Last night was not one of my best nights. Mainly it was compounded by one very sad annoying fact. A woman who loved animals wouldn’t just take the hint to drive on and leave. It would have eased and prevented an extra 40 minutes of suffering.
Let me start at the beginning, on my way home I rounded a bend on the highway and at the top of a hill there was a car on the side of the road with it’s 4 ways on. At the last minute I saw the yearling lying in the middle of the road and swerved to avoid it. I immediately pulled in in front of the car, grabbed flares out of the tool box lighting them up. Some how in the process I burnt a shirt lighting them.
While laying out flares for the deer it became quite clear to me how the night was going to end. Broken spine, blood dripping from it’s snout and mouth. The deer was trying to stand up but it’s rear legs wouldn’t move. It was a bad situation for the deer.
I told the woman driver to go ahead and go home and I’ll take care of calling it in and reporting it. She insisted on sticking around. So the option of just dispatching the deer and moving it off the road is now out since I’ve got a witness who won’t be supportive. I call Whitcom, inform them of the location and what’s happened, they attempt to connect me with WSP. Every time they transfer the call, the call was lost. I call Whitcom back, inform them the call was lost, and ask for the number for the WSP office handling the incident. They tell me not to worry about it and just stay away from the deer. I tell them again the deer is in the highway, alive, attempting to move, and needs to be dispatched. He tells me to just wait for the officer.
I now begin the wait in the cold, the deer is obviously in a lot of pain and attempting to pull itself off the road whenever a semi rolls by. It eventually pulls itself off the road and rolls down the embankment. Wailing as it tumbles over. Now that it’s off the road I kick the flares off the road. The woman gets out of her car to ask what happened. I tell her and suggest that she just go home. She suggests that WSU could take the deer, I know that will never happen.
A firefighter rolls up on his way home. He calls in and gets authorization from State Patrol to dispatch the deer. At this point he comes back with his revolver and the woman decides now is the time to leave. One of us got authorization from the state for what needed to have been done 35 minutes earlier. He fires one shot hitting the deer in the head.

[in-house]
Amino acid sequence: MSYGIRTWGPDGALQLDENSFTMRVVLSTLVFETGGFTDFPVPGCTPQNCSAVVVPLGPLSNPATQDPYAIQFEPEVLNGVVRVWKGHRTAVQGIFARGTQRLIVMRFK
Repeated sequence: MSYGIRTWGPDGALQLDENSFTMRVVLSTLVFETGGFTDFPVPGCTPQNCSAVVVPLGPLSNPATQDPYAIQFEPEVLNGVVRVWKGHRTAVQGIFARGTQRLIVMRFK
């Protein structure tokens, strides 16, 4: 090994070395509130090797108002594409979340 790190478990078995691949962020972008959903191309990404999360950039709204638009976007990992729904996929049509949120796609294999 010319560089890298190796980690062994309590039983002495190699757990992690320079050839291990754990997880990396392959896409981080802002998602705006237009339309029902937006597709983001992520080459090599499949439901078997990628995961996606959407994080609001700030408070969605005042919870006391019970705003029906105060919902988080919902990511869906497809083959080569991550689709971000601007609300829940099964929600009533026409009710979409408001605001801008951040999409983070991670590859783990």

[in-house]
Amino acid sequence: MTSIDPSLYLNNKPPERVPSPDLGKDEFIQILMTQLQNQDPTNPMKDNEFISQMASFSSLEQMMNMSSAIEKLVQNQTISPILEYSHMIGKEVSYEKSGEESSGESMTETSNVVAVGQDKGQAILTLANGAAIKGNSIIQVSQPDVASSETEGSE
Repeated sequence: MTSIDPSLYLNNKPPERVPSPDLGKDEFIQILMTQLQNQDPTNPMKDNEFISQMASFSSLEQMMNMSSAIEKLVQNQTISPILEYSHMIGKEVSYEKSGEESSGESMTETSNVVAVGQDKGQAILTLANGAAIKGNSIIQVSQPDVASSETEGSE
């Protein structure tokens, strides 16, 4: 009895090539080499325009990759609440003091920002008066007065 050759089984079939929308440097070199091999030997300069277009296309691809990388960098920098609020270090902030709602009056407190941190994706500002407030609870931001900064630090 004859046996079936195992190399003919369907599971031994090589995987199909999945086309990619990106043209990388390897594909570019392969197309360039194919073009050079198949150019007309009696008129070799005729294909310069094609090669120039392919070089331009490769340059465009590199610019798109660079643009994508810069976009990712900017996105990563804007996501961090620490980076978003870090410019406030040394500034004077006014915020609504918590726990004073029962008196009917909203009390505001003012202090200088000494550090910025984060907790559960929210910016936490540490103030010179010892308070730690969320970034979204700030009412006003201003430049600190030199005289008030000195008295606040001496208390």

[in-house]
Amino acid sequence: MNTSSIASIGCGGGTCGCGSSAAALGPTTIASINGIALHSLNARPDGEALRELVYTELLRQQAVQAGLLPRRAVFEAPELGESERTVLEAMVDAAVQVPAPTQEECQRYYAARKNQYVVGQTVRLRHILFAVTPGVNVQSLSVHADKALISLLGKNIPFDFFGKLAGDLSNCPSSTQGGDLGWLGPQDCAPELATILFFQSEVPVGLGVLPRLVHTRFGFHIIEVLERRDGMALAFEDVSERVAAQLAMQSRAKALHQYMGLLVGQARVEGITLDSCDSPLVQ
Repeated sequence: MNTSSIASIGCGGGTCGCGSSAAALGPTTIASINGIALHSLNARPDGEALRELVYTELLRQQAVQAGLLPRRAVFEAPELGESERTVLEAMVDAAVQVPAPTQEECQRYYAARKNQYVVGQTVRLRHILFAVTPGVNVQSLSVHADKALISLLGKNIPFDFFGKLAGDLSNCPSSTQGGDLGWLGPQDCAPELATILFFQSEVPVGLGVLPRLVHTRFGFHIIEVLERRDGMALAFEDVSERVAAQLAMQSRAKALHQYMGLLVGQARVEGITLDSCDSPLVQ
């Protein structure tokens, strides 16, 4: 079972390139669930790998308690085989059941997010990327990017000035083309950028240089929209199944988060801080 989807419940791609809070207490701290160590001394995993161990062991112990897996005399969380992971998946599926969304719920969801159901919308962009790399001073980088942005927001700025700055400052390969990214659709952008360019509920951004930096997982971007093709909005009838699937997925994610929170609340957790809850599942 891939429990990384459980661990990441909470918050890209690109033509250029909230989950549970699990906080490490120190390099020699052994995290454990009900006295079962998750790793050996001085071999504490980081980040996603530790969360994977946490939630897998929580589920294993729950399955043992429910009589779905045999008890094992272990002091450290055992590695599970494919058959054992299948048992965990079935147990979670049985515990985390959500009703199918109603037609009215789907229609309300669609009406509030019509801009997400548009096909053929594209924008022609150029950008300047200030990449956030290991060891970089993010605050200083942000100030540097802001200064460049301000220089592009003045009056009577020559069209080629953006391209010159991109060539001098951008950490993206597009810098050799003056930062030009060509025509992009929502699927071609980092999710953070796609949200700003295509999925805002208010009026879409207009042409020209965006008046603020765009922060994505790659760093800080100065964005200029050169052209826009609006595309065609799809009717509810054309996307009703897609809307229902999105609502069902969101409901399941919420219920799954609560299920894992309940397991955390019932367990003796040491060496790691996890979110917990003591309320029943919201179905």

About 45 seconds later the WSP officer arrives. The firefighter informs him he just dispatched the deer. The cop is elated because he won’t have paperwork for discharging his service arm. At about this point the deer starts groaning again and thrashing. Now often animals will go into the death throws but this wasn’t just the twitch of the nervous system shutting down. The firefighter had already put his weapon back in his vehicle. The officer said, “I’ll go grab the shotgun.” Without missing a beat I said, “Would you like me to save you the paperwork?” His response was, “That would be great. Need a flashlight?”
I walk down with my tac-lite and pull my XD. I plug two at the base of it’s brain stem with the second making a obvious entrance wound. Immediately it falls dead silent and only one leg continues to have a minor twitch. At this point it’s been about 40 minutes since I arrived on the scene. The deer has been removed from any pain that it did have and the whole way home I was nothing but pissed off because it took 40 minutes to get me permission from the state to do what was ethically best for the deer.
Had the woman left I would have just dropped the deer and pulled it off the road into the ditch. From talking to the officer after, had the dispatcher given me the number I would have been authorized to dispatch the animal.
Thanks to this whole mess, I now have the Colfax State Patrol number in my wallet. This is by no means how I wanted to end up shooting my first deer. Doubly so since I got to listen to it suffer for 40 minutes. 40 minutes of suffering for the animal so someone could feel like they’re being a good Samaritan trying to save it.
Blogging might be a bit light today and tomorrow. I really wish I had just killed that deer on the spot.
Barron is the owner, editor, and principal author at The Minuteman, a competitive shooter, and staff member for Boomershoot. Even in his free time he’s merging his love and knowledge of computers and technology with his love of firearms.
He has a BS in electrical engineering from Washington State University. Immediately after college he went into work on embedded software and hardware for use in critical infrastructure. This included cryptographic communications equipment as well as command and control devices that were using that communications equipment. Since then he’s worked on just about everything ranging from toys, phones, other critical infrastructure, and even desktop applications. Doing everything from hardware system design, to software architecture, to actually writing software that makes your athletic band do its thing.